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Don't take John Boyd's name in vain
By William S. Lind
Some senior American military officers and a number of military commentators are now saying that America's swift victory in the first phase of the war with Iraq shows that the U.S. armed forces have learned the lessons John Boyd tried to teach them. As someone who knew and worked with John Boyd, I have to say, not so fast. There is a lot less here than meets the eye.
Col. John Boyd, USAF, was undoubtedly the greatest military theorist America has produced. An important part of his theoretical work dealt with what is known as maneuver warfare or Third Generation warfare. Boyd argued that in any conflict, each side goes through repeated cycles of Observing, Orienting, Deciding, and Acting, Boyd's famous OODA Loop. Whoever can consistently go through the OODA Loop faster than his adversary gains a decisive advantage. This concept explains how and why maneuver warfare works, how it "gets inside the other guy's mind," as Boyd liked to say.
Supposedly, the U.S. military got inside the OODA Loop of the Iraqi armed forces during the recent campaign, thereby proving that they can do maneuver warfare. This claim is, at best, premature. At present, we do not know why the Iraqis did what they did, especially why the Republican Guard went home rather than fight for Baghdad. Nor do we know how our own forces actually operated. A few preliminary reports suggest the 1st Marine Division may indeed have followed maneuver warfare concepts, echeloning its forces, using mission-type orders, bypassing enemy strong points to keep up the speed of the attack, etc. One of the Marine Corps' premier maneuverists, Brigadier General John Kelly, is the Assistant Division Commander of 1st MAR DIV, so this is not entirely surprising. In fact, 1st MAR DIV also followed maneuver warfare precepts in the first Gulf War, under a very talented commander, General Mike Myatt.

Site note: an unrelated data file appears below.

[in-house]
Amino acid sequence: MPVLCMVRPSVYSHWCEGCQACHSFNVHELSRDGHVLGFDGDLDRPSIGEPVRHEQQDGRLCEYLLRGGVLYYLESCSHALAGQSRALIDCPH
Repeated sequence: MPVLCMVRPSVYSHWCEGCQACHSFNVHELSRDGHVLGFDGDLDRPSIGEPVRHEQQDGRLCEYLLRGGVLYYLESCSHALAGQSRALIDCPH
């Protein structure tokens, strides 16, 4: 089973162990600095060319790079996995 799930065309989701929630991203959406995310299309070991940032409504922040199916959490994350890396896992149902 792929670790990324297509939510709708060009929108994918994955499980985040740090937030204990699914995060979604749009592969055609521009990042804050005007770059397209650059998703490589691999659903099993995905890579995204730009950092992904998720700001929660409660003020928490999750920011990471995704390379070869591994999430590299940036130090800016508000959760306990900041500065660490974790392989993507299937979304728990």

But one division's actions by no means prove that the Marine corps as a whole has successfully internalized maneuver warfare. Nor does it say anything about the Army's performance. The Army's Third Infantry Division, the campaign's focus of effort (Schwerpunkt), did move quickly. But a Second Generation force can also move quickly, if and when it has planned to do so. What it generally cannot do is move quickly in response to unexpected threats and opportunities. It does not have the cultural characteristics required to do so, qualities John Boyd stressed such as decentralization, initiative (and the tolerance for mistakes that must accompany initiative), trust up and down the chain of command and reliance on self-discipline rather than imposed discipline. Those characteristics are mighty hard to find in today's United State's Army.
More fundamental still is the point that while the OODA Loop was an important part of Boyd's work, there was a great deal more to what John Boyd said and did than the OODA Loop. For example, we are now told that America's armed forces simply cannot be challenged by any state opponent on air, land or sea. What would John Boyd say to that? I can tell you because I often heard him say it. "When we went into Vietnam, I heard the Pentagon say that if you have air superiority and land superiority and sea superiority, you win. Well, in Vietnam we had air superiority and land superiority and sea superiority, and we lost. So I said to myself that there is obviously something more to it."
Another of John Boyd's most important contributions to military theory was his observation that war is waged at three levels, the physical, the mental and the moral. The physical level is the weakest and the moral level is the strongest, with the mental in between. How would Boyd assess our performance thus far in terms of his three levels of war? If we could ask him, I think his assessment might go something like this:
Some of the same generals who are now claiming that our initial victory in Iraq shows we have mastered John Boyd's theory feared and hated the real John Boyd. For them now to take Boyd's name in vain would not have made John happy. I can guess what he would have said, but I can't put those words into print.
William S. Lind is Director of the Center for Cultural Conservatism at the
Free Congress Foundation.
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